Recent Articles

  • MDN Changelog for June 2018

    Our monthly changelog documents what happened in June to the code, data, and tools that support MDN Web Docs site. The team shipped 100+ HTML interactive examples in June. They additional shipped tweaks and fixes by merging 252 pull requests, including 32 pull requests from 26 new contributors. Finally, the team shipped Django 1.11 and laid the groundwork for a variety of performance enhancements that will roll out in July and beyond.

  • Dark Theme Darkening: Better Theming for Firefox Quantum

    A team of computer science students from Michigan State University's capstone program went to work on Firefox Quantum’s Theming API. Their goal: Expand upon the existing “lightweight” Theming API in Quantum to allow for more areas of customization. Themes had the ability to alter the appearance of the default toolbars, but did not have the ability to style menus, or customize auto-complete popups -- till now. The team also worked on adding a more fluid transition when dynamic themes change, to allow for a smoother user experience.

  • AV1: next generation video – The Constrained Directional Enhancement Filter

    AV1 is a new general-purpose video codec developed by the Alliance for Open Media. The alliance began development of the new codec using Google’s VPX codecs, Cisco’s Thor codec, and Mozilla’s/Xiph.Org’s Daala codec as a starting point. AV1 leapfrogs the performance of VP9 and HEVC, making it a next-next-generation codec. Today's post is a deep-dive into the Constrained Directional Enhancement Filter and how it came to be.

  • Firefox 61 – Quantum of Solstice

    Firefox 61 is now available, bringing new performance improvements that make the fox faster than ever! We're keen on the Retained Display Lists feature to improve performance while an interactive page is painted; the Accessibility Inspector baked in to our tooling to support assistive technology users; more powerful tab management for power users; and many more Dev Tools updates and enhancements.

  • Retained Display Lists for improved page performance

    Display list building is the process in which we collect the set of high-level items to display on screen (borders, backgrounds, text and much more), and then sort the list, according to CSS painting rules, into the correct back-to-front order. By retaining the display list and only reloading the assets that have changed since first paint, we are able to optimize painting performance especially for highly interactive pages. Look for this feature in this week's release of Firefox 61.

  • @media, MathML, and Django 1.11: MDN Changelog for May 2018

    May's MDN changelog highlights lots of stuff that got shipped to make MDN Web Docs so much better all the time. The team, with help from numerous contributors, migrated CSS @media and MathML compat data, prepared for Django 1.11, started tracking work in ZenHub, continued the HTML Interactive Examples project, and shipped tweaks and fixes by merging 397 pull requests, including 60 pull requests from 43 new contributors.

  • Overscripted! Digging into JavaScript execution at scale

    We set out to explore the unseen or non-obvious JavaScript execution events that are triggered when a user visits a webpage, and all the first- and third-party events that are set in motion when people retrieve content. To help enable more exploration and analysis, we are releasing our full set of data about JavaScript executions. This post introduces the dataset, how it was collected, and the decisions made along the way. We’ll share examples of insights discovered and provide information for participating in the associated Overscripted Web: A Mozilla Data Analysis Challenge, which we’ve launched today with Mozilla’s Open Innovation Team.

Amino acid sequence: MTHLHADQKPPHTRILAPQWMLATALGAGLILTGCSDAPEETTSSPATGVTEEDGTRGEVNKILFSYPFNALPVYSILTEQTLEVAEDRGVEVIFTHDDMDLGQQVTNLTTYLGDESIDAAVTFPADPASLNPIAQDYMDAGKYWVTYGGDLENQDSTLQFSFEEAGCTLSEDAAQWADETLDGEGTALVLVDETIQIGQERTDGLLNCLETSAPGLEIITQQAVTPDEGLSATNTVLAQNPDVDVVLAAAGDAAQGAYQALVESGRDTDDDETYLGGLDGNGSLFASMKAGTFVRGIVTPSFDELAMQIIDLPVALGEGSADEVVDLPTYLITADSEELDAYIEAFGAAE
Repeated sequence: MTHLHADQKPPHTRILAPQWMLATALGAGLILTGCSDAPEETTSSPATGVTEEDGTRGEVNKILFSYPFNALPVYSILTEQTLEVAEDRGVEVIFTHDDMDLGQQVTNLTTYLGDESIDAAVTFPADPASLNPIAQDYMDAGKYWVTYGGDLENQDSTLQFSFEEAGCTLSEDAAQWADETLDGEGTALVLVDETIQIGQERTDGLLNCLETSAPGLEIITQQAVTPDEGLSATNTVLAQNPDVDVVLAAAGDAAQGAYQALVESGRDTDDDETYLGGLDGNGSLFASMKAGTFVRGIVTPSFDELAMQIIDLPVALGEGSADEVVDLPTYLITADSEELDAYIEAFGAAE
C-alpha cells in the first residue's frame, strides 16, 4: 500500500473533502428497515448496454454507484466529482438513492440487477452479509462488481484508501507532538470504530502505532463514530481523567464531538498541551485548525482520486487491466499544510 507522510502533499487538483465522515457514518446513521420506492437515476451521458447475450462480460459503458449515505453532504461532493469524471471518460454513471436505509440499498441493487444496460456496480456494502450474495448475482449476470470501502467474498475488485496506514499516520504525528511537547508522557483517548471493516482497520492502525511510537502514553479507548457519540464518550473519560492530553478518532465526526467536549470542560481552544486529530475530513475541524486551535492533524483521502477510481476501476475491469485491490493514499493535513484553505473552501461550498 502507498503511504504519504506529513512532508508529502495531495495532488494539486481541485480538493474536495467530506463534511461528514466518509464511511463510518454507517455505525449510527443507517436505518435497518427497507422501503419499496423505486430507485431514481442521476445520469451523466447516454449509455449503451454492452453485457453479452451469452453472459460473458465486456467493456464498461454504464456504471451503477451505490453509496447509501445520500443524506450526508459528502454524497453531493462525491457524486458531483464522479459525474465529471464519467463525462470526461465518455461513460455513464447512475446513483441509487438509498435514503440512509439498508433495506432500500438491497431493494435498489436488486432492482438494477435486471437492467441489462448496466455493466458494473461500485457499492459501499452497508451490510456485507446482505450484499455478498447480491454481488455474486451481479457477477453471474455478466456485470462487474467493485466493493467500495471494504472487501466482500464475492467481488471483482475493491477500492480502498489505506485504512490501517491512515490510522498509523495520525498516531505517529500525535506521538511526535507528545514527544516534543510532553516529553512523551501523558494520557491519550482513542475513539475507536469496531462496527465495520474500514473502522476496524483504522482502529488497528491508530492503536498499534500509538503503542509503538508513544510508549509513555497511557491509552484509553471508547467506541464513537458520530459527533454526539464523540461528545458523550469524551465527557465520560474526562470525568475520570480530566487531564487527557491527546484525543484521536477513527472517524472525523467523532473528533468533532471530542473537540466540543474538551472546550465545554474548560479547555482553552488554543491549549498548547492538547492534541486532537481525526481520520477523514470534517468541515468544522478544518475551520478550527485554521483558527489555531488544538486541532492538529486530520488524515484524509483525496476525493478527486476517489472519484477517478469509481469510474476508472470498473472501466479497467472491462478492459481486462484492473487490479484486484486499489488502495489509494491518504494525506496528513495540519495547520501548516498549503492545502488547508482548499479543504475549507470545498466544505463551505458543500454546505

• Baby’s First Rust+WebAssembly module: Say hi to JSConf EU!

    A secret project has been brewing for JSConf EU, and this weekend is the big reveal: The Arch is a larger-than-life experience that uses 30,000 colored LEDs to create a canvas for light animations. And you can take charge of this space. Using modules, you can create a light animation. But even though this is JSConf, these animations aren’t just powered by JavaScript modules. In fact, we hope you will try something new… Rust + WebAssembly.

  • A cartoon intro to DNS over HTTPS

    At Mozilla, we closely track threats to users' privacy and security. This is why we've added tracking protection to Firefox and created the Facebook container extension. In today's cartoon intro, Lin Clark describes two new initiatives we're championing to close data leaks that have been part of the domain name system since it was created 35 years ago: DNS over HTTPS, a new IETF standard, and Trusted Recursive Resolver, a new secure way to resolve DNS that we’ve partnered with Cloudflare to provide.

  • Progressive Web Games

    Web game developer Andrzej Mazur explores the concept of Progressive Web Games. He describes howe to use PWA features built with Web APIs for modern game development. He introduces the Enclave Phaser Template (EPT) — a free, open sourced mobile boilerplate for HTML5 games that provides many shortcuts for getting started.

  • New in Firefox 61: Developer Edition

    The latest release -- Firefox 61 Developer Edition -- comes with a darker dark theme, more powerful and customizable developer tools, the new Accessibility Inspector, and numerous performance improvements like better CSS stylesheet parsing and improved time to first paint.

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